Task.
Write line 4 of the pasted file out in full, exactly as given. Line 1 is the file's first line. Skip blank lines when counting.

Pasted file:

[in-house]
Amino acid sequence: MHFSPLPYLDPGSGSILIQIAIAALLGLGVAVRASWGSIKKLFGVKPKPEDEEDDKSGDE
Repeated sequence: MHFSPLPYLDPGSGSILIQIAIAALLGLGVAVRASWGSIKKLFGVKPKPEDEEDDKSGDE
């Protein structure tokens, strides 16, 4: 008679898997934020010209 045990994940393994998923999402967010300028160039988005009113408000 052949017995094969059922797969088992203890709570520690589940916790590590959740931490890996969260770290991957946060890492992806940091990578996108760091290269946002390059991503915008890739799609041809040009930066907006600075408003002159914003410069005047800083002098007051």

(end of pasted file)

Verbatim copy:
């Protein structure tokens, strides 16, 4: 008679898997934020010209 045990994940393994998923999402967010300028160039988005009113408000 052949017995094969059922797969088992203890709570520690589940916790590590959740931490890996969260770290991957946060890492992806940091990578996108760091290269946002390059991503915008890739799609041809040009930066907006600075408003002159914003410069005047800083002098007051």